Amish Pie Squash
Introduced to Seed Savers Exchange in 1982 by James Robinson, who is said to have acquired it from an Amish gardener in Maryland. One of the best processing pumpkins we have ever grown at our Heritage Farm headquarters in northeast Iowa. Pale-orange flesh measures up to 5" thick, and the largest fruits weigh 60-80 pounds. Firm moist flesh is excellent for making pies and for freezing.
This variety works for:
To prepare your squash, rinse the exterior and then cut in half and remove the seeds before baking, roasting, etc.
Winter squash can be pureed and sweetened as an addition to breads, muffins, cakes and pies. Diced and roasted squash can be tossed in warm salads of grains and nuts or with sautéed kale.
Summer squash are best eaten when they are small and the seeds are immature. Sliced thinly, summer squash are used in gratins and savory pies or sautéed or breaded and fried.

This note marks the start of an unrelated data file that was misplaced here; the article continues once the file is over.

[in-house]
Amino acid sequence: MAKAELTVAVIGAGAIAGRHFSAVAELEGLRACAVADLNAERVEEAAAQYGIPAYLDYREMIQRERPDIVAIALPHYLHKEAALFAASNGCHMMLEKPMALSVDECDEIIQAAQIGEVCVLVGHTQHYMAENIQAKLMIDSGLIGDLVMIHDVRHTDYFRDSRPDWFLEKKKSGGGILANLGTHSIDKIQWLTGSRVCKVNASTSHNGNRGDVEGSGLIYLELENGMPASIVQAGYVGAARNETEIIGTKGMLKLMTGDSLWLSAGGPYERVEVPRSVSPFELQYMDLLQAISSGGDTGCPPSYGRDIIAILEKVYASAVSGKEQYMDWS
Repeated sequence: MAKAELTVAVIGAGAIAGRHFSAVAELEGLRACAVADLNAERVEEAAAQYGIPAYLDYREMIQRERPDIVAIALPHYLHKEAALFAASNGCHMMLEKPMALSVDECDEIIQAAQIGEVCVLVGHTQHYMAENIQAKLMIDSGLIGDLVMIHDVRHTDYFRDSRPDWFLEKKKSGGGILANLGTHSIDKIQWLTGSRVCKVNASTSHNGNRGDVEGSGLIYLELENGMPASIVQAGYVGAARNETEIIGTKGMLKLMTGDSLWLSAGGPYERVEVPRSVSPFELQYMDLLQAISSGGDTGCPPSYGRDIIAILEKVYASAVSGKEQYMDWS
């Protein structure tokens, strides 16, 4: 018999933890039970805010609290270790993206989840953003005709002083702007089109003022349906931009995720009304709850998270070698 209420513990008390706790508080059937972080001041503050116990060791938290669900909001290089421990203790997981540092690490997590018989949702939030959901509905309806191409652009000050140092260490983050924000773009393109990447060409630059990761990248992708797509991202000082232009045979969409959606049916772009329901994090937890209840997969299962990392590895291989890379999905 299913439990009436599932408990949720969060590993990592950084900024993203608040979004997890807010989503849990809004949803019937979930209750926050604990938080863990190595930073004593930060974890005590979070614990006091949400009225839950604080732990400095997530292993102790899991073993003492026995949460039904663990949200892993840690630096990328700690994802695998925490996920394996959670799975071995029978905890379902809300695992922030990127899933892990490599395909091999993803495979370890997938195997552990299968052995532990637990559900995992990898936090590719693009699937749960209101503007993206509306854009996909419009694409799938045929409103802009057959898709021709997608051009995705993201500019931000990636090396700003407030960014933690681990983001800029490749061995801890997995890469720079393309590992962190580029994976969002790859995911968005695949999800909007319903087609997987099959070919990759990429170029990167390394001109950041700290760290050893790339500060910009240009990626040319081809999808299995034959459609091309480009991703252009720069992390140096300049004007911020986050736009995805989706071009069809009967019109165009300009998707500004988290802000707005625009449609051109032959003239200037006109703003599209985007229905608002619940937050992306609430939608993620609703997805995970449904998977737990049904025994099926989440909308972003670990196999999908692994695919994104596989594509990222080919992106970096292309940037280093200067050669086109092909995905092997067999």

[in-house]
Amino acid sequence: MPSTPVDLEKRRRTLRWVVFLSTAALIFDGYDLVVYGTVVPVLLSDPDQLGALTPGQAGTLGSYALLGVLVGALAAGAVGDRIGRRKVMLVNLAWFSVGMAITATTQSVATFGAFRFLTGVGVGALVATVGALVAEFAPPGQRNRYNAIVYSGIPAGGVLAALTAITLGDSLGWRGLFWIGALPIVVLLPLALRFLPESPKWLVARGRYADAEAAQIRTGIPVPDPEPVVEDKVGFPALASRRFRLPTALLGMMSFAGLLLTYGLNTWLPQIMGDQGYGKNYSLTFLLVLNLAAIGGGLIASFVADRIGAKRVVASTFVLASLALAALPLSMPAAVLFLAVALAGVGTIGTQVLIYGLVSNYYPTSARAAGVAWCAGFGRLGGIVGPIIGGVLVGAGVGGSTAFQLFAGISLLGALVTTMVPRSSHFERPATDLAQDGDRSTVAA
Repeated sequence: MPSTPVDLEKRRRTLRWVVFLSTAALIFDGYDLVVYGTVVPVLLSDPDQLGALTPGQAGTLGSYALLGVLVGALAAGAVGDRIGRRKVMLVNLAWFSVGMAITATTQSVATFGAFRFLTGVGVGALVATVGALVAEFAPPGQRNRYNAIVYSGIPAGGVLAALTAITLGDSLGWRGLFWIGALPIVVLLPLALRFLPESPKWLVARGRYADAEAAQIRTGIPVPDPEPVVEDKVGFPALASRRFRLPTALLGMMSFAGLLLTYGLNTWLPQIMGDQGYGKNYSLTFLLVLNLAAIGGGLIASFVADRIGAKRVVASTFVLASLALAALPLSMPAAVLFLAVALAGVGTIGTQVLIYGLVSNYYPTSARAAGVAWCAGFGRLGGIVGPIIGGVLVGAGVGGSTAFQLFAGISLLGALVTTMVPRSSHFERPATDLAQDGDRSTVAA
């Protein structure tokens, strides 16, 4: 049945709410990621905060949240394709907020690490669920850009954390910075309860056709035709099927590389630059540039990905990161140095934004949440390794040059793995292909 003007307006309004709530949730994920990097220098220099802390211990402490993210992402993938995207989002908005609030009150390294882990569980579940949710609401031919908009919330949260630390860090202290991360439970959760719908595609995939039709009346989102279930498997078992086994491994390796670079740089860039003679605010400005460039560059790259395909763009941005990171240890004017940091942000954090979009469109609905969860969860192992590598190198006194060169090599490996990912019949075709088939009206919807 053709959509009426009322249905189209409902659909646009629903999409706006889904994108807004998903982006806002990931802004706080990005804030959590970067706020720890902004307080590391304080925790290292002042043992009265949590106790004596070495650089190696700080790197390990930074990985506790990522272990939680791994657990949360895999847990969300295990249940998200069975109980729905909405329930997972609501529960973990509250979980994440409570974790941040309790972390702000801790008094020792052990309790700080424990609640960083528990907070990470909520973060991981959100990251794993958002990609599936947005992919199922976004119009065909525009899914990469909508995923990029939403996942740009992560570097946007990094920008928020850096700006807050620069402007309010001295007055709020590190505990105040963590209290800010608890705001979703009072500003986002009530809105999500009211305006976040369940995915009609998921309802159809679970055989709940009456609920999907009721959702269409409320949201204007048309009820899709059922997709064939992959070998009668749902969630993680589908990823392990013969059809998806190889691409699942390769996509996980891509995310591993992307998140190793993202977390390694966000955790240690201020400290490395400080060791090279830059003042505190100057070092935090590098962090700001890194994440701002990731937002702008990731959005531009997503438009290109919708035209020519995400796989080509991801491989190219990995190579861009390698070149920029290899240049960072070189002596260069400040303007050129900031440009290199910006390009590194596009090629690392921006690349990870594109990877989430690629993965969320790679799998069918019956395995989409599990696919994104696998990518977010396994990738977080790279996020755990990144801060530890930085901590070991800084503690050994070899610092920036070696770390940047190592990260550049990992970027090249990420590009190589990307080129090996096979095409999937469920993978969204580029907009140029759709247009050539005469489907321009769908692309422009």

Instructions - Since squash take a long time to mature, try starting your plants indoors 3-4 weeks before planting them outside. Plant your seeds 1 inch deep in soil trays or pots and when you plant them in the garden you can use rows 4-6 feet apart instead of hills. If you choose to directly sow your seeds in the garden, start by building up a hill of loose soil 12 inches across and plant 6-8 seeds at the top. As your plants grow, thin them to 3-4 plants per hill. These squash should be mature in about 90-105 days.
- Direct Seed: 1" Deep
- Seeds to Hill: 6-8 Seeds
- Thin: To 3-4 Plants
- Light: Full Sun
Ratings & Reviews
Makes smooth and creamy pies
I did an experiment using different squash for pumpkin pies. This squash made the smoothest, creamiest pumpkin pie. The flavor was mild but good in the pie. It grew well.
Grown in east central MN
Fun to grow, never matured
by Zach - WI
We had an incredibly late spring this year, but also an incredibly late start to fall. This variety made some beautiful looking large squash, but they never ripened. They stayed a very dark green color on the vine until the vine died off.